This site has limited support for your browser. We recommend switching to Edge, Chrome, Safari, or Firefox.

Order now to secure your place on the 8-10 week waiting list!

Journal 8: Unusual Composites & The Spruce Goose

Did you know that some of the earliest examples of composite materials can be traced back to the Mongols, who used a combination of materials to craft their scarily effective bows?  

What about the plane made from composite materials in the 1940s that only flew for 30 seconds, but nevertheless changed the aviation landscape?  

For this week’s journal entry, we thought we’d rocket ourselves back down to earth, to explore something you most likely interact with on a daily basis; no, not Taylor Swift’s latest album re-launch, but, in fact, composite materials.


Hold back that yawn, reader. The history of composite materials is quite the trip, so we don’t think you should judge this book cover too soon.  

Before we delve deep into the past, it’s probably best to begin by briefly explaining what composite materials actually are.  

So what are composite materials?  

A composite material is produced by combining two constituent materials together. The best traits from both materials combine to create something stronger/better than their individual selves, without losing their own identity in the process (show-offs).  

Image of NASA honeycomb composite structure used as an example of a composite material

(image credit: NASA Image of Glass Reinforced Aluminum (GLARE) Honeycomb composite sandwich structure, January 2007) 

What's that? You want more detail? Say no more! 

Composites are made from two things: a man-made or natural fibre, and a polymer matrix. The matrix protects the fibres from external damage, and the fibres add strength, which reinforces the matrix. A match made in heaven.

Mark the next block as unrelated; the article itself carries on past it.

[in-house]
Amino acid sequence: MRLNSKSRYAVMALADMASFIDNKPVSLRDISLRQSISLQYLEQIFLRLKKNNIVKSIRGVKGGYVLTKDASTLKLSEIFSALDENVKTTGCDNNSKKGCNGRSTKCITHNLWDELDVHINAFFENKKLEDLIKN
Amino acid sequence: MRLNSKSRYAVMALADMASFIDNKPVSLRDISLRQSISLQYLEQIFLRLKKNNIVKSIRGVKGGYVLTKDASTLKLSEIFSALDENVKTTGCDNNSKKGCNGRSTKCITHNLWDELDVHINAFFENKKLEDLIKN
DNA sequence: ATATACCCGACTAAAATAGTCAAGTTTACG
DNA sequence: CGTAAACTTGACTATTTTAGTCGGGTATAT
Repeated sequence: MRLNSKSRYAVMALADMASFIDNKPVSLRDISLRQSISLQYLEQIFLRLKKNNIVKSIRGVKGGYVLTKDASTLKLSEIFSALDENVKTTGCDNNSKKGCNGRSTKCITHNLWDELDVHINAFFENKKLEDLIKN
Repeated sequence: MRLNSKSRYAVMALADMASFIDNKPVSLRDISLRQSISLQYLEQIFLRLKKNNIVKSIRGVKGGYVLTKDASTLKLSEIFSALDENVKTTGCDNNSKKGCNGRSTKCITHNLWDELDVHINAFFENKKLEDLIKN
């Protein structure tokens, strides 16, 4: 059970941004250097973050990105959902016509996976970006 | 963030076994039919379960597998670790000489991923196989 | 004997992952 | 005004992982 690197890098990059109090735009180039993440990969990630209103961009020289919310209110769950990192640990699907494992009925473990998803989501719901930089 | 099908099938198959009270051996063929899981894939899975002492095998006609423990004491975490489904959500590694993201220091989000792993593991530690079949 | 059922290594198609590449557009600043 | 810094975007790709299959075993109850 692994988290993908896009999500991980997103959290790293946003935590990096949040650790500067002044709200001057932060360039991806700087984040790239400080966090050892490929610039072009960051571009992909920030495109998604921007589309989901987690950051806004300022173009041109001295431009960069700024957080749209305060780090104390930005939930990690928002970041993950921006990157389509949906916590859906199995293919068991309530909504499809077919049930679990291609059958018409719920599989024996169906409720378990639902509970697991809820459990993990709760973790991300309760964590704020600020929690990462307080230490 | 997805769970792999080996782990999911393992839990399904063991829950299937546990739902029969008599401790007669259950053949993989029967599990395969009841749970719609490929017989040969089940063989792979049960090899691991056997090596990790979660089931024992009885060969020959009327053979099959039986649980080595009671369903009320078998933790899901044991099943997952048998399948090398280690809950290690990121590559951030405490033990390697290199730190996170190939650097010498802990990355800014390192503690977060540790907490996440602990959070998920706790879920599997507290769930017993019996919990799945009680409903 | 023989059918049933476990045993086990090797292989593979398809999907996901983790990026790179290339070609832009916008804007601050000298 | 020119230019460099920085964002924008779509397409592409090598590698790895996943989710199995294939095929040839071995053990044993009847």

Illustration of the components of a composite material

(Image credit: Scientific Figure on ResearchGate. Available from: [accessed 3 Nov, 2023])

Resin is commonly used as the matrix. Many will be familiar with carbon fibre, which is carbon reinforced with a plastic resin. The resulting composite material is extremely strong and is used to make things like aeroplanes, boats, fishing rods, bicycles, helmets, your nan’s golf clubs. The list goes on. 

All kinds of composite materials are now used extensively across myriad industries, from architecture and transportation to art installations and sports equipment. And of course the reason for this journal article in the first place, in Mosevic’s handmade hardened denim sunglasses, too. 


But even before their universal popularity, simple forms of composite materials were used throughout history, with some of the earliest iterations dating back to the BCs.  

Early examples of composite materials: 

Though modern sounding, composite materials can be traced back over 5,000 years. Around 3,500 BC, Ancient Mesopotamians used strips of wood glued at different angles to make plywood. By 1500 BC, Mesopotamians and ancient Egyptians were mixing mud and straw to create an early form of brick, which they used to build structures and reinforce things like pottery.  

Skip forward a few thousand years, and the Mongols were combining animal glue with bamboo, bone and silk to create powerful bows; this unrivalled weapon was the most powerful tool of war at the time and was only surpassed by the invention of gunpowder in the 14th century. Mind blowing.